9. 9. BEST PRACTICES RESEARCH © Frost & Sullivan 2018 9 “We Accelerate Growth” Significance of Technology Innovation Ultimately, growth in any organization depends upon finding new ways to excite the market and upon maintaining a long-term commitment to innovation. At its core, technology innovation, or any other type of innovation, can only be sustained with leadership in three key areas: understanding demand, nurturing the brand, and differentiating from the competition. Understanding Technology Innovation Technology innovation begins with a spark of creativity that is systematically pursued, developed, and commercialized. That spark can result from a successful partnership, a productive in-house innovation group, or a bright-minded individual. Regardless of the source, the success of any new technology is ultimately determined by its innovativeness and its impact on the business as a whole.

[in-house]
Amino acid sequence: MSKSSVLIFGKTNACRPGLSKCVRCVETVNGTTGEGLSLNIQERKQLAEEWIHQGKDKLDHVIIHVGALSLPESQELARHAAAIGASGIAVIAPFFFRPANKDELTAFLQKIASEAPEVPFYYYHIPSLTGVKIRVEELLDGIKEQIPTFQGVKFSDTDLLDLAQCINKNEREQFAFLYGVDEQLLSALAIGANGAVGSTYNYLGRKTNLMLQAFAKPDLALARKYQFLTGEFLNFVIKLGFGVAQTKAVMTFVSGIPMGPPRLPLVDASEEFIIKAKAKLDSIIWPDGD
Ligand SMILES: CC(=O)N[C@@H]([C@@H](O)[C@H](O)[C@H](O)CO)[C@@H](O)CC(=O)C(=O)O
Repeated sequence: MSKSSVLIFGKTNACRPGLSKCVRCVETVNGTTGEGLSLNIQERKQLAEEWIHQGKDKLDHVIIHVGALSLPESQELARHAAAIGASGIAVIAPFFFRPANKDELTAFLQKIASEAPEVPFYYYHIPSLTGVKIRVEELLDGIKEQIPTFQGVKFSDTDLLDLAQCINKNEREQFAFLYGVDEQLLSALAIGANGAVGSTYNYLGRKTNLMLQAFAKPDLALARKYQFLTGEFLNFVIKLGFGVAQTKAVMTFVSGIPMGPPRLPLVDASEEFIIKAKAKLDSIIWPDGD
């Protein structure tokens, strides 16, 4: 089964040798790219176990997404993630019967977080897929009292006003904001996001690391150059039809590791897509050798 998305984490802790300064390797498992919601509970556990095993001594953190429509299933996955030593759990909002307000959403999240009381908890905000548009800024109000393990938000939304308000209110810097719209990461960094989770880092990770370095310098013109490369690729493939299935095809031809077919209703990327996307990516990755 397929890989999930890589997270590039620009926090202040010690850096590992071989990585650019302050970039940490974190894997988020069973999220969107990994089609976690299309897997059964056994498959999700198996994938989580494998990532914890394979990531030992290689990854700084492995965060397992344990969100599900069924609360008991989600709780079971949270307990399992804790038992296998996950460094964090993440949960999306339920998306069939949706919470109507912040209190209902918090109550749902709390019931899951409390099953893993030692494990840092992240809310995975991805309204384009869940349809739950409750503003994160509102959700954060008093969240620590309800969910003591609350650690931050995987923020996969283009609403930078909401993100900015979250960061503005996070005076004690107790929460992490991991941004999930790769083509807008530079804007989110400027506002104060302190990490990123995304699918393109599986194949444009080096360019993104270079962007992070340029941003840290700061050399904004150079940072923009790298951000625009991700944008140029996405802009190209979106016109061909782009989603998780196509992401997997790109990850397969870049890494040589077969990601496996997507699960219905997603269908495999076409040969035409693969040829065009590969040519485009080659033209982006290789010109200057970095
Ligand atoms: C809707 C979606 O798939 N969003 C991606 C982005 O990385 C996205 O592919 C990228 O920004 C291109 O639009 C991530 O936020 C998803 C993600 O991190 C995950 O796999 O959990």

10. 10. BEST PRACTICES RESEARCH © Frost & Sullivan 2018 10 “We Accelerate Growth” Key Benchmarking Criteria For the Technology Innovation Award, Frost & Sullivan analysts independently evaluated two key factors—Technology Attributes and Future Business Value—according to the criteria identified below. Technology Attributes Criterion 1: Industry Impact Criterion 2: Product Impact Criterion 3: Scalability Criterion 4: Visionary Innovation Criterion 5: Application Diversity Future Business Value Criterion 1: Financial Performance Criterion 2: Customer Acquisition Criterion 3: Technology Licensing Criterion 4: Brand Loyalty Criterion 5: Human Capital Best Practices Award Analysis for Integra Devices Decision Support Scorecard To support its evaluation of best practices across multiple business performance categories, Frost & Sullivan employs a customized Decision Support Scorecard. This tool allows our research and consulting teams to objectively analyze performance, according to the key benchmarking criteria listed in the previous section, and to assign ratings on that basis. The tool follows a 10-point scale that allows for nuances in performance evaluation. Ratings guidelines are illustrated below. RATINGS GUIDELINES The Decision Support Scorecard is organized by Technology Attributes and Future Business Value (i.e., These are the overarching categories for all 10 benchmarking criteria; the definitions for each criterion are provided beneath the scorecard.). The research team confirms the veracity of this weighted scorecard through sensitivity analysis, which confirms that small changes to the ratings for a specific criterion do not lead to a significant change in the overall relative rankings of the companies.